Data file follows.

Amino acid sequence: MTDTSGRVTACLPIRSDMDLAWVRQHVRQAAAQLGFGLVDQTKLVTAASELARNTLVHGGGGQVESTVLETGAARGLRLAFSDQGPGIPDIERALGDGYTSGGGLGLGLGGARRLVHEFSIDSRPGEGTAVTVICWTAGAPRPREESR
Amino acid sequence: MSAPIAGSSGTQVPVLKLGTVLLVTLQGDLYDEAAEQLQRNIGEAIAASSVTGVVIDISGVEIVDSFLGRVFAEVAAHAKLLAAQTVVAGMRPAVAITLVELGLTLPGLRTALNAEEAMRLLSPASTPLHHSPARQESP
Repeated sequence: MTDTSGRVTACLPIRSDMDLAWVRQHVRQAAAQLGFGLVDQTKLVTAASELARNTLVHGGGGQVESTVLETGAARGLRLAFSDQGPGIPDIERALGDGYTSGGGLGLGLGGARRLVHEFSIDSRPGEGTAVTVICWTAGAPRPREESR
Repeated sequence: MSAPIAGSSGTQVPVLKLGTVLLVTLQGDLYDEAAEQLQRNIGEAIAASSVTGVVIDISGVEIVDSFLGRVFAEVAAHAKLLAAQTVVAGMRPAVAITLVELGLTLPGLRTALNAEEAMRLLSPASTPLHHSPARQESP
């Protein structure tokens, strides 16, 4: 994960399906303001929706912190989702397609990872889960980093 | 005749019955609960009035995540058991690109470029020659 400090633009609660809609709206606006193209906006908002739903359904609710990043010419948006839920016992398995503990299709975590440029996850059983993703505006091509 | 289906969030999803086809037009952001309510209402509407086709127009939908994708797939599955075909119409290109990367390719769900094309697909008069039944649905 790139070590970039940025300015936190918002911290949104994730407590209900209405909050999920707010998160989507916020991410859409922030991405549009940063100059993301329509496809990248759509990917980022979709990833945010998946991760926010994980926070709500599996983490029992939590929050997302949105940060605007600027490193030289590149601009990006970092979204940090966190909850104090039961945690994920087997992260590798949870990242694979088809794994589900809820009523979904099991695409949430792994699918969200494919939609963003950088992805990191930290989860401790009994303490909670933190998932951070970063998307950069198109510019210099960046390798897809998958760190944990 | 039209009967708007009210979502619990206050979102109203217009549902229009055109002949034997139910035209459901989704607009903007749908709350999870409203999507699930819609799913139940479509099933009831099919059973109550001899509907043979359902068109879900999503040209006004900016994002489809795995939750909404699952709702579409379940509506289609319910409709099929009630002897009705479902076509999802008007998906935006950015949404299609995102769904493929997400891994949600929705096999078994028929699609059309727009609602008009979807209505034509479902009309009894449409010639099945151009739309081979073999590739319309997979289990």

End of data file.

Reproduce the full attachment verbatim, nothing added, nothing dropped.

Amino acid sequence: MTDTSGRVTACLPIRSDMDLAWVRQHVRQAAAQLGFGLVDQTKLVTAASELARNTLVHGGGGQVESTVLETGAARGLRLAFSDQGPGIPDIERALGDGYTSGGGLGLGLGGARRLVHEFSIDSRPGEGTAVTVICWTAGAPRPREESR
Amino acid sequence: MSAPIAGSSGTQVPVLKLGTVLLVTLQGDLYDEAAEQLQRNIGEAIAASSVTGVVIDISGVEIVDSFLGRVFAEVAAHAKLLAAQTVVAGMRPAVAITLVELGLTLPGLRTALNAEEAMRLLSPASTPLHHSPARQESP
Repeated sequence: MTDTSGRVTACLPIRSDMDLAWVRQHVRQAAAQLGFGLVDQTKLVTAASELARNTLVHGGGGQVESTVLETGAARGLRLAFSDQGPGIPDIERALGDGYTSGGGLGLGLGGARRLVHEFSIDSRPGEGTAVTVICWTAGAPRPREESR
Repeated sequence: MSAPIAGSSGTQVPVLKLGTVLLVTLQGDLYDEAAEQLQRNIGEAIAASSVTGVVIDISGVEIVDSFLGRVFAEVAAHAKLLAAQTVVAGMRPAVAITLVELGLTLPGLRTALNAEEAMRLLSPASTPLHHSPARQESP
């Protein structure tokens, strides 16, 4: 994960399906303001929706912190989702397609990872889960980093 | 005749019955609960009035995540058991690109470029020659 400090633009609660809609709206606006193209906006908002739903359904609710990043010419948006839920016992398995503990299709975590440029996850059983993703505006091509 | 289906969030999803086809037009952001309510209402509407086709127009939908994708797939599955075909119409290109990367390719769900094309697909008069039944649905 790139070590970039940025300015936190918002911290949104994730407590209900209405909050999920707010998160989507916020991410859409922030991405549009940063100059993301329509496809990248759509990917980022979709990833945010998946991760926010994980926070709500599996983490029992939590929050997302949105940060605007600027490193030289590149601009990006970092979204940090966190909850104090039961945690994920087997992260590798949870990242694979088809794994589900809820009523979904099991695409949430792994699918969200494919939609963003950088992805990191930290989860401790009994303490909670933190998932951070970063998307950069198109510019210099960046390798897809998958760190944990 | 039209009967708007009210979502619990206050979102109203217009549902229009055109002949034997139910035209459901989704607009903007749908709350999870409203999507699930819609799913139940479509099933009831099919059973109550001899509907043979359902068109879900999503040209006004900016994002489809795995939750909404699952709702579409379940509506289609319910409709099929009630002897009705479902076509999802008007998906935006950015949404299609995102769904493929997400891994949600929705096999078994028929699609059309727009609602008009979807209505034509479902009309009894449409010639099945151009739309081979073999590739319309997979289990």